If that's the case, then the legal rights of marriage are open to you at any time. Your choice to accept legal rights only when you can afford a ceremony that is too expensive for you, while this is entirely within your rights, is a choice you and your SO make within the context of your surrounding religion/community. It hardly makes you a victim of society. As a matter of application, your beliefs define 'marriage' as something only people who are richer than you can have.

Personally, I have my own opinions about the connection of money-draining rituals to marriage, which is not an attack on a particular religion - but is a complaint against a social custom that is fundamentally prejudiced against the poor. I consider these rituals to be trappings because, to me, the ceremony is about dedication to one's partner, with the rest being 100% optional. If you attach enough meaning to these items that the ceremony cannot occur without them, then that's your call to make. But your attachment of meaning to these things makes me wonder if you would consider someone who got married 'on the cheap' to have a second-class marriage. Certainly you seem to imply that a lack of these rituals would make your own marriage invalid.

Like I've said, I have my own concerns about prioritizing wealth over love and commitment in the marriage bond. I don't mean to cast aspersions upon any one religion; I only want to point out the discrimination that this practice causes against people who have love, but not money.



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16 Feb 2011, 11:31 pm

Fewer and fewer people are even bothered to get married these days.

I know a number of couples who have been together for years and even have children together.

As for older couples, who aren't going to have children, why do they bother getting married?



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17 Feb 2011, 2:42 am

It might mean that in legal standard, but from street standards, which everyone pays more attention to, if you are in a relationship, you are not single.



kohne
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17 Feb 2011, 6:40 am

After sleeping on it, regarding my previous posts:

1. My objections against certain marriage practices, while I still hold those objections, is severely off topic. In the interest of not hijacking the thread, I'm done discussing it here.

2. Bloodheart - If I implied that you yourself were 'throwing money around' or that your beliefs were the result of your somehow taking any of the elements of marriage lightly, I apologize. That was not my intention. I can see that you do take it seriously. On review, I could see how I mis-communicated there.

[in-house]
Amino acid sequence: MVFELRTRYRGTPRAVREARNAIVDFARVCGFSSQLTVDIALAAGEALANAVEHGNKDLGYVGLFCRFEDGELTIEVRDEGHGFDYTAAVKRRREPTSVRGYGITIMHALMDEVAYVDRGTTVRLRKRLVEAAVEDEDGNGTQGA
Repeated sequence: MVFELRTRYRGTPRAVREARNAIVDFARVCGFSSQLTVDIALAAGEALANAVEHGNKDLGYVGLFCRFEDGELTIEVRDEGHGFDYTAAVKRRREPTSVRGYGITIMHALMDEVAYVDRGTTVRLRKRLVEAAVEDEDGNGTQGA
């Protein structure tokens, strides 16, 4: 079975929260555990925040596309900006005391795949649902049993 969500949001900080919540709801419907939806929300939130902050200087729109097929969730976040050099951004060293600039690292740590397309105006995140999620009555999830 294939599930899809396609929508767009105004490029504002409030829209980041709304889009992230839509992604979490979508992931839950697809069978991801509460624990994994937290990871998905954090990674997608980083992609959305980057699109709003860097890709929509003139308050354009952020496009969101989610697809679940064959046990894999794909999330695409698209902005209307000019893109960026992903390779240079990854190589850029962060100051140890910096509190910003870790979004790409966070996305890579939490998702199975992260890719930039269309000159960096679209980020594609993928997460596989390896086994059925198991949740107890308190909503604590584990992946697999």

3. I and my mate will likely be getting married on the cheap, whether we have the money at the time or not. An exchange of rings (just one set), would be the only exception. I believe the best approach for fixing broken traditions is to simply discontinue them, rather than debate them.

4. To the OP, et al., Single means they're unattached, and looking for someone. Even if the label can be sensibly applied to a non-married person, I'd be cautious if my partner identified him/herself as 'single' instead of 'taken'. It could show how they view their availability, regardless of the socially accepted meaning.

5. To Wombat - People who have no intention of reproducing get married because to them (and to me) marriage is not about reproduction. It's about starting a phase of your life where you are dedicated to working together to build something important (presumably based on a deeper connection). Sure, there are people who would as soon dispense with the ceremony and/or legal protections. I personally don't consider them any less 'married', although I'm sure many would disagree with me.



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17 Feb 2011, 12:39 pm

Wombat wrote:
As for older couples, who aren't going to have children, why do they bother getting married?


There are some people who get married but don't want children.



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17 Feb 2011, 10:52 pm

I've noticed that it's the older generation that tends to use the boolean single/married logic. I once was talking to some people at my church about how I'm still single at 21 and they were all pretty much going "you shouldn't be thinking about marriage at such a young age"... except I wasn't. I was only indicating how much I wanted a girlfriend, not to get married right away.